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What’s a little fried food between friends? Parsnip chips.

December 22, 2006

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Munch, munch, munch.

Let’s face it: Homemade chips are the bomb. We are genetically and evolutionarily driven to consume salty fried snacks. And while you can’t always yield to Mother Nature’s urges, if you’re going to sock away that many calories, you want them to be worthwhile, don’t you?

That’s where these homemade parsnip chips can come in.

They’re delicate, sweet and light — yet fried and salty. It’s a contradiction I can’t explain, particularly with my mouth full of parsnip chips. Honestly, I found these unexpectedly tasty. Viewing the vegetable that they come from, I was duly skeptical. But from that oversized white carrot, that humble root, comes a superior chip. It tastes a lot like what I thought a sweet potato chip would taste like — except I’m usually disappointed by sweet potato chips (they’re often too chewy, thick and mealy).

In fact, it turns out that parsnip chips were what my imagination, and tummy, were craving.

So when you’re mindlessly reaching for that bag of Lay’s, bat your hand away, man. Pull out that other white root vegetable and get a fryin’. You won’t be sor… Munch, munch, munch.

Click here to download the recipe for Parsnip Chips.

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Breakfast fit for a cartoon sailor: Spinach and caramelized onion frittata.

December 18, 2006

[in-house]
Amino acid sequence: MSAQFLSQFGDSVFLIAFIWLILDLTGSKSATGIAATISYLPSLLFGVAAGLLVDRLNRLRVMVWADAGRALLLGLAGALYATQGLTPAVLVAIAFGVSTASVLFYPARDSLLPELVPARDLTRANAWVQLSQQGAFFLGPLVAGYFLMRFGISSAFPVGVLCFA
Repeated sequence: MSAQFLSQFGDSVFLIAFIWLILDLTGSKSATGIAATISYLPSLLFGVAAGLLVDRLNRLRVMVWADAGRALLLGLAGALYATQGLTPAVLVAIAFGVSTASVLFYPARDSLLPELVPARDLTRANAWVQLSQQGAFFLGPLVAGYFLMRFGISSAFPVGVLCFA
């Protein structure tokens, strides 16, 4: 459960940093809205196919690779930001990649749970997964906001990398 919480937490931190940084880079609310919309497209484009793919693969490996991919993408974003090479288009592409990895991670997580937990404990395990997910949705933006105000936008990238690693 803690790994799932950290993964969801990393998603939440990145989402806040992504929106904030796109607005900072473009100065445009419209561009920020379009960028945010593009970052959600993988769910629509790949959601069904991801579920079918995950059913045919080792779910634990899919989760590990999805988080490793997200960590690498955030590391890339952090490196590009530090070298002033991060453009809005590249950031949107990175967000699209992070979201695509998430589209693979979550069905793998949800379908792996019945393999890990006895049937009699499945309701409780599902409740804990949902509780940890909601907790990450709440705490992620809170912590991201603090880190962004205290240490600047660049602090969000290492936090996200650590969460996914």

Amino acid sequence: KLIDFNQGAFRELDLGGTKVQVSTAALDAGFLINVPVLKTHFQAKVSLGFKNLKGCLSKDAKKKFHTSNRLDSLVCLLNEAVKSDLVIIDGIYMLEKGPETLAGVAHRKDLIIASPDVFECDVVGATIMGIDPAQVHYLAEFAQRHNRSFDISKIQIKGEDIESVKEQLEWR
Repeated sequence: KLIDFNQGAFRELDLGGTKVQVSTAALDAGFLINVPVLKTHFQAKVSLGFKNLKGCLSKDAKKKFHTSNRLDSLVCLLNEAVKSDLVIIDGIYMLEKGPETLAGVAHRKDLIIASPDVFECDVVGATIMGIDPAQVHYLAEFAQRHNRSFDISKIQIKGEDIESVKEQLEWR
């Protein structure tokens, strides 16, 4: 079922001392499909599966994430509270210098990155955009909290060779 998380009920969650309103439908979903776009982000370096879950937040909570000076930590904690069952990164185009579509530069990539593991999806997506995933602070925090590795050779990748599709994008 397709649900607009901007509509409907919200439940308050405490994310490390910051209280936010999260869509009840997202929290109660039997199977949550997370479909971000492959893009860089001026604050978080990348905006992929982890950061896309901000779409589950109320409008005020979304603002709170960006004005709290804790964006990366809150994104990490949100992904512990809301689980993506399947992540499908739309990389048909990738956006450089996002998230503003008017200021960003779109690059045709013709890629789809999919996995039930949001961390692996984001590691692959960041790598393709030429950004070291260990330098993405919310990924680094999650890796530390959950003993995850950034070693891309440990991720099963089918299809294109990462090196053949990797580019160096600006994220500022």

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“He’s strong to the finich cause he eats his spinach…”

If you weren’t brainwashed into eating this perfect vegetable by a husky sailor with a muscle disorder, you’re missing out. Not only is spinach tasty by itself — sauteed with butter and garlic, eaten raw as a salad, or apparently, following Popeye’s example, straight out of a can — it also plays nicely with others. What others? Well, eggs, bacon and carmelized onions, for example.

Well, you might argue, lots of things probably taste good with eggs, bacon and carmelized onions. … Exactly. This recipe can satisfy the spinach lover or the spinach faint of heart. Fluffy eggs surround a mound of dense, green goodness, which is punctuated by sweet carmelized onions and the wonderful maple-salty goodness of bacon. And of course, the cheese — a lovely golden topping to cap off the verdant frittata.

Try it. You know Popeye would eat it — it’s gotta be better than spinach straight from a can; though, we don’t recommend trying to lift a car over your head after eating it. I mean, it won’t make you that strong. (Which is a shame, really.)

Click here to download the recipe for this fritatta.